Audley End House, Essex – Landscape: Investigation Report

Author(s): Magnus Alexander

This report describes the results of landscape investigations undertaken in and around Audley End, Essex, between 2009 and 2014 in order to support the development and presentation of the site. They included aerial photography and lidar mapping of 16km2 around the house, analytical earthwork survey within the grounds, architectural assessment of the estate buildings, and sediment sampling. For the sake of completeness the results of the previously published geophysical surveys are also summarised here, with an architectural commentary on the identified remains. The results were incorporated in a GIS together with a range of historic maps. The aerial survey showed the value in re-visiting areas previously subjected to such mapping, adding significant new information ranging from prehistoric sites to temporary Second World War structures, and the lidar data allowed the identification of earthworks within woodland. Geophysical survey provided extensive evidence for the Jacobean house to the west of the existing house. It also recorded remains of the earlier monastery and post-Dissolution house as well as other remains in the wider grounds associated with all periods. The architectural commentary on the geophysics identified Thorpe as the architect of the outer court and confirmed the accuracy of the Winstanley views and plans of the 1670s. Analytical earthwork survey recorded archaeologically significant features across the whole survey area from a wide range of periods, perhaps from the pre-medieval to very recent, though earthworks associated with the 1780s Elysian Garden were particularly numerous. The architectural assessment has provided considerable detail on the buildings of the estate and corrected several attributions. It has also provided a picture of the varying interests of the holders of the estate during the 19th century. The results of the initial sediment sampling were disappointing and no further work was undertaken. The GIS proved invaluable, allowing the comparison of the results of the various project elements to historic maps, and relating the results to each another. Overall, it is difficult to suggest that any areas of the grounds might have more or less archaeological potential than any others, apart perhaps from the area to the east of the house that never formed a part of the monastic enclosure or formal grounds of the later houses.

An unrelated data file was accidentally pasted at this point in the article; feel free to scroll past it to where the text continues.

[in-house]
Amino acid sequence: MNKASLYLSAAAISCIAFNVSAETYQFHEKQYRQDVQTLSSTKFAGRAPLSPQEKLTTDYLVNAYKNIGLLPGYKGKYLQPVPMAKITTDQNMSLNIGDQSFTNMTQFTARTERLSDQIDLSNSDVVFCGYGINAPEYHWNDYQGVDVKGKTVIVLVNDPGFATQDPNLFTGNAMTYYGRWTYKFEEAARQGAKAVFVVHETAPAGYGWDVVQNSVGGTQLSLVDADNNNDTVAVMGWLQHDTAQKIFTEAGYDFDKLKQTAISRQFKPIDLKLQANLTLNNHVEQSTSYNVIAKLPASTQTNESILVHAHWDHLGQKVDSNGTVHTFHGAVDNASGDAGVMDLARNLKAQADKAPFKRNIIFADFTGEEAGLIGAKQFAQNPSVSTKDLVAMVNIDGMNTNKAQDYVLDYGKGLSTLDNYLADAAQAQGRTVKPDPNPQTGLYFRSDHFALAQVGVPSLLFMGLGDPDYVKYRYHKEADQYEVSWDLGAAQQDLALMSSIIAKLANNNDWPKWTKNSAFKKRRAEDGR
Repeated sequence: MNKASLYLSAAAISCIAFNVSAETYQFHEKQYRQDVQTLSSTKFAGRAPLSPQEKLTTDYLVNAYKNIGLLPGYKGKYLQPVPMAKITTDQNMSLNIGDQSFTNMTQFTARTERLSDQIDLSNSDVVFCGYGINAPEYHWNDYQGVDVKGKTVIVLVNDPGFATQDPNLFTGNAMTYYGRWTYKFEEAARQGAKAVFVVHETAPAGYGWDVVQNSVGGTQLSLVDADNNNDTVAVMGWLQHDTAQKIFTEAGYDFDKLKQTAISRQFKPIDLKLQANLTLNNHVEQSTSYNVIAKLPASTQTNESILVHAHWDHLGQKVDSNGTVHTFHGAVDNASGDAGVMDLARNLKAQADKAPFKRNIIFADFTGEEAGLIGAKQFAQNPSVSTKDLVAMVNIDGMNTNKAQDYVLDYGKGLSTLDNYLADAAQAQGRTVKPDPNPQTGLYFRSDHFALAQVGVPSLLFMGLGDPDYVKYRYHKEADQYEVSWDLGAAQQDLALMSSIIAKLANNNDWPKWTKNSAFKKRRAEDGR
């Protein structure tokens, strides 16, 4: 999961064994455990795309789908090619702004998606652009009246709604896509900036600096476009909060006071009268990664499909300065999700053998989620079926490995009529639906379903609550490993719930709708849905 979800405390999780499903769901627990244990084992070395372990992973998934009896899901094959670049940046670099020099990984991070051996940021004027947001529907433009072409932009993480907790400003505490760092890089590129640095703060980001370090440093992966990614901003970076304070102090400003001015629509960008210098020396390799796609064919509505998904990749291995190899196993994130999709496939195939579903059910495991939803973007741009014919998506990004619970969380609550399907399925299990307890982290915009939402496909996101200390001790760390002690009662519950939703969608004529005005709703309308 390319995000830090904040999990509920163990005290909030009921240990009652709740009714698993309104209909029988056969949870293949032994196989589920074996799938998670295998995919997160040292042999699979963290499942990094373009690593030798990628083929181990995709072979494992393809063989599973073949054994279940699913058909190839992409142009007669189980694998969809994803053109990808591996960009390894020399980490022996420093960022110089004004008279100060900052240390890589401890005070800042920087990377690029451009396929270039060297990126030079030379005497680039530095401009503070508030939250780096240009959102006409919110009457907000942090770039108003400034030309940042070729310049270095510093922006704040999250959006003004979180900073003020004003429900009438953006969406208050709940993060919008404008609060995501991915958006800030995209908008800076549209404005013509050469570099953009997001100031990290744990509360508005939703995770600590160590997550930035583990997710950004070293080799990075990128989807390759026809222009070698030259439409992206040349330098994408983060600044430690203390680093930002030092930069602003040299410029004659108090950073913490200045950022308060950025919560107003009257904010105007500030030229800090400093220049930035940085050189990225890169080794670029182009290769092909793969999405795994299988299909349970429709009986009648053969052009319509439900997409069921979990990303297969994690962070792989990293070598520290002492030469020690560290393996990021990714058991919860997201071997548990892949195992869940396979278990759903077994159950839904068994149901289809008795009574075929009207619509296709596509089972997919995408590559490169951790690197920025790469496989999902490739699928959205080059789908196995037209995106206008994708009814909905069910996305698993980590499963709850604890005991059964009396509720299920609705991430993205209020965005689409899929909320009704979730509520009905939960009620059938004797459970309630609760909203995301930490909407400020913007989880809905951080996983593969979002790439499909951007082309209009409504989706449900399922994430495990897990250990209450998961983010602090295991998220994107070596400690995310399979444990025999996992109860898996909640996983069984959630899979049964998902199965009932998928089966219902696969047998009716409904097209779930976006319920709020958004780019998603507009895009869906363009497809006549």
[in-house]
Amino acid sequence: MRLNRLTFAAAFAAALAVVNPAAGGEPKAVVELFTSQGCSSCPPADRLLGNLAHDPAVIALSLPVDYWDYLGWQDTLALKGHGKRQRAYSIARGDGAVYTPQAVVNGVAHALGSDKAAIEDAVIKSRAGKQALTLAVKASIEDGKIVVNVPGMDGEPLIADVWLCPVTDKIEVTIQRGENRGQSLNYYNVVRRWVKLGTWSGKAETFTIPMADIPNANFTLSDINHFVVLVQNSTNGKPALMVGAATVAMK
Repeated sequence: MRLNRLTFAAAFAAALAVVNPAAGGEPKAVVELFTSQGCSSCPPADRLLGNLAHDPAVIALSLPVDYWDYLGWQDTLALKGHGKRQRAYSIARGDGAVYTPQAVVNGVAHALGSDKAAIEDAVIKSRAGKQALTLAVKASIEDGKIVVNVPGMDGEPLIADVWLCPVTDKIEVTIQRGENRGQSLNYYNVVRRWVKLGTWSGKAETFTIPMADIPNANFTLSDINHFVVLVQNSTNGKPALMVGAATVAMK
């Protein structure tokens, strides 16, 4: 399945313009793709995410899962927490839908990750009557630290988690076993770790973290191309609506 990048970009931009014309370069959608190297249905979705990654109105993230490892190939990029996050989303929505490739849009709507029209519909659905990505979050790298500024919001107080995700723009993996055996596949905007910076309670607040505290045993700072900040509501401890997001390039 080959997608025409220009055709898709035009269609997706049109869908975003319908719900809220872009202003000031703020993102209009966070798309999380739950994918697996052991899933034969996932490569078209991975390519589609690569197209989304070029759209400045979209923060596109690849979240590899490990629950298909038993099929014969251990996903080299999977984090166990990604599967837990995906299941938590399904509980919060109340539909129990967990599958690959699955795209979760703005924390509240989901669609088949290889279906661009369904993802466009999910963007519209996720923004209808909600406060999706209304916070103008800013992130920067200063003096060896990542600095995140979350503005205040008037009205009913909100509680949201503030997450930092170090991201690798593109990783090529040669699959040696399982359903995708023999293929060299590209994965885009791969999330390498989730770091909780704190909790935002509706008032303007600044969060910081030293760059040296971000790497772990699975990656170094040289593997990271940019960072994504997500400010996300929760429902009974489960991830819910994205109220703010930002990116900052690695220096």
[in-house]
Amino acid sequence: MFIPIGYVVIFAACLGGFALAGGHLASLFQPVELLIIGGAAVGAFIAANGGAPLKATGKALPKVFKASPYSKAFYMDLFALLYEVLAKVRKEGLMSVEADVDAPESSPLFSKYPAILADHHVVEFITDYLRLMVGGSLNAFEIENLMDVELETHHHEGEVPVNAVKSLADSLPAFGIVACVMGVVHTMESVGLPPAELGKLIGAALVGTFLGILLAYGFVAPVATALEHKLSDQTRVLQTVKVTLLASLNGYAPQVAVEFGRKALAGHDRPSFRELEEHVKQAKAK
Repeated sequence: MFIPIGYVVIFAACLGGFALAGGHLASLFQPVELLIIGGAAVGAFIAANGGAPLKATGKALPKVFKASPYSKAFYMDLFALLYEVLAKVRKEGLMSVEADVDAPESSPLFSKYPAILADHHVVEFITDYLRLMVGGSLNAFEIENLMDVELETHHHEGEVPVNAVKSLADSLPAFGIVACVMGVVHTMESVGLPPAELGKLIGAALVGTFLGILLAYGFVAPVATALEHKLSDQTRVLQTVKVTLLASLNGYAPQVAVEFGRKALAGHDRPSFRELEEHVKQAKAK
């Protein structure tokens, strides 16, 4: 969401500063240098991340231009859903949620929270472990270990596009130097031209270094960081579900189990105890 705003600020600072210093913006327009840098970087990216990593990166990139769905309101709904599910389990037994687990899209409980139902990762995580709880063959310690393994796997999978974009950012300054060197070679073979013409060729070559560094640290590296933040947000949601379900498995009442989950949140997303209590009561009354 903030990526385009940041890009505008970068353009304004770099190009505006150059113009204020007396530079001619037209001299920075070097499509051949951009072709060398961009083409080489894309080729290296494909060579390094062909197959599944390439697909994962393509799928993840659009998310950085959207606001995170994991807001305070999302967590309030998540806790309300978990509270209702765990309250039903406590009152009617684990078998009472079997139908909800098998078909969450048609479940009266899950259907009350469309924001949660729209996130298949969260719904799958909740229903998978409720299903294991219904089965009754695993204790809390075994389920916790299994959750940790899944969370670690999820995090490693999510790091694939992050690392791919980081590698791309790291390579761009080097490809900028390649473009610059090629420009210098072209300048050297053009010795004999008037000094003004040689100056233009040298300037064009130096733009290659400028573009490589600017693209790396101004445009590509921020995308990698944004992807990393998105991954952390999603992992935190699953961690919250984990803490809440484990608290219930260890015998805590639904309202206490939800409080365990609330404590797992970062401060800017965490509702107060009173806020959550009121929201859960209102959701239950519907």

Report Number:
Research Department Reports
Landscape Park


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